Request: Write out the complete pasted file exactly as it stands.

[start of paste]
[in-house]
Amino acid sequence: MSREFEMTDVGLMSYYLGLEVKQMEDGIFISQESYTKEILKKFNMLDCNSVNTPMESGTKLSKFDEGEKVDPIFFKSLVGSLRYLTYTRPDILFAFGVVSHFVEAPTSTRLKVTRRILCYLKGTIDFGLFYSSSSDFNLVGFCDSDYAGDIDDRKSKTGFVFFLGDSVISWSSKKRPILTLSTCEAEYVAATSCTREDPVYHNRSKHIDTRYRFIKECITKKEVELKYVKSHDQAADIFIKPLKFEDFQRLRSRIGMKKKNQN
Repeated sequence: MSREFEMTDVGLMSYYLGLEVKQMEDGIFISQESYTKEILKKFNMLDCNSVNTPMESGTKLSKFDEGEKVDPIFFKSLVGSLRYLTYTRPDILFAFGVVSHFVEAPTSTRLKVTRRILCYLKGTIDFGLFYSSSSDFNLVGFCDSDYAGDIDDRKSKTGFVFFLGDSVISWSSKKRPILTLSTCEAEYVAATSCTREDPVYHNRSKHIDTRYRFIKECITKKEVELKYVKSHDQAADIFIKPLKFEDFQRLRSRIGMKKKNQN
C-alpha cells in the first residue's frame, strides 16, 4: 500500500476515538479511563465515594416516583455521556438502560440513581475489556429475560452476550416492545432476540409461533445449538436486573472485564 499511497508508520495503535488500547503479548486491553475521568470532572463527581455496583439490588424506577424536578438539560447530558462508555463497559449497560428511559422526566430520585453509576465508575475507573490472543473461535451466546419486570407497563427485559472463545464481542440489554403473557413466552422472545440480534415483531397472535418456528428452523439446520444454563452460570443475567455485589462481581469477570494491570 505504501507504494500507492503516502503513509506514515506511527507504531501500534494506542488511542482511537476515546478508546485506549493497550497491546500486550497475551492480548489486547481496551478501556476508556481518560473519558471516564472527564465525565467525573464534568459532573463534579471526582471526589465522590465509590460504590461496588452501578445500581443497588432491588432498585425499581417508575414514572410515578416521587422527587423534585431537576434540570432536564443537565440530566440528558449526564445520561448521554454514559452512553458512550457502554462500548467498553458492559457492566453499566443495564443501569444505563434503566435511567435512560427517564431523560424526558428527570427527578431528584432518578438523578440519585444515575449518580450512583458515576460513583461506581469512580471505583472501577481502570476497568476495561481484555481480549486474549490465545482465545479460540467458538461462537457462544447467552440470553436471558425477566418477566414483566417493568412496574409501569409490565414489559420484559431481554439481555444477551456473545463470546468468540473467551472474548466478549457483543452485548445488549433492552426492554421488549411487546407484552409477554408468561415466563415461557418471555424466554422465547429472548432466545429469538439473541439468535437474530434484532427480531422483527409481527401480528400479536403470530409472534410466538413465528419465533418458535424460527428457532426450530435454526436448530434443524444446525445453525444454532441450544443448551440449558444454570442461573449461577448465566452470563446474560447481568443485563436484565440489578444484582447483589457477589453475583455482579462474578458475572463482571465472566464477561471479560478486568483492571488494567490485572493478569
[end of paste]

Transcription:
[in-house]
Amino acid sequence: MSREFEMTDVGLMSYYLGLEVKQMEDGIFISQESYTKEILKKFNMLDCNSVNTPMESGTKLSKFDEGEKVDPIFFKSLVGSLRYLTYTRPDILFAFGVVSHFVEAPTSTRLKVTRRILCYLKGTIDFGLFYSSSSDFNLVGFCDSDYAGDIDDRKSKTGFVFFLGDSVISWSSKKRPILTLSTCEAEYVAATSCTREDPVYHNRSKHIDTRYRFIKECITKKEVELKYVKSHDQAADIFIKPLKFEDFQRLRSRIGMKKKNQN
Repeated sequence: MSREFEMTDVGLMSYYLGLEVKQMEDGIFISQESYTKEILKKFNMLDCNSVNTPMESGTKLSKFDEGEKVDPIFFKSLVGSLRYLTYTRPDILFAFGVVSHFVEAPTSTRLKVTRRILCYLKGTIDFGLFYSSSSDFNLVGFCDSDYAGDIDDRKSKTGFVFFLGDSVISWSSKKRPILTLSTCEAEYVAATSCTREDPVYHNRSKHIDTRYRFIKECITKKEVELKYVKSHDQAADIFIKPLKFEDFQRLRSRIGMKKKNQN
C-alpha cells in the first residue's frame, strides 16, 4: 500500500476515538479511563465515594416516583455521556438502560440513581475489556429475560452476550416492545432476540409461533445449538436486573472485564 499511497508508520495503535488500547503479548486491553475521568470532572463527581455496583439490588424506577424536578438539560447530558462508555463497559449497560428511559422526566430520585453509576465508575475507573490472543473461535451466546419486570407497563427485559472463545464481542440489554403473557413466552422472545440480534415483531397472535418456528428452523439446520444454563452460570443475567455485589462481581469477570494491570 505504501507504494500507492503516502503513509506514515506511527507504531501500534494506542488511542482511537476515546478508546485506549493497550497491546500486550497475551492480548489486547481496551478501556476508556481518560473519558471516564472527564465525565467525573464534568459532573463534579471526582471526589465522590465509590460504590461496588452501578445500581443497588432491588432498585425499581417508575414514572410515578416521587422527587423534585431537576434540570432536564443537565440530566440528558449526564445520561448521554454514559452512553458512550457502554462500548467498553458492559457492566453499566443495564443501569444505563434503566435511567435512560427517564431523560424526558428527570427527578431528584432518578438523578440519585444515575449518580450512583458515576460513583461506581469512580471505583472501577481502570476497568476495561481484555481480549486474549490465545482465545479460540467458538461462537457462544447467552440470553436471558425477566418477566414483566417493568412496574409501569409490565414489559420484559431481554439481555444477551456473545463470546468468540473467551472474548466478549457483543452485548445488549433492552426492554421488549411487546407484552409477554408468561415466563415461557418471555424466554422465547429472548432466545429469538439473541439468535437474530434484532427480531422483527409481527401480528400479536403470530409472534410466538413465528419465533418458535424460527428457532426450530435454526436448530434443524444446525445453525444454532441450544443448551440449558444454570442461573449461577448465566452470563446474560447481568443485563436484565440489578444484582447483589457477589453475583455482579462474578458475572463482571465472566464477561471479560478486568483492571488494567490485572493478569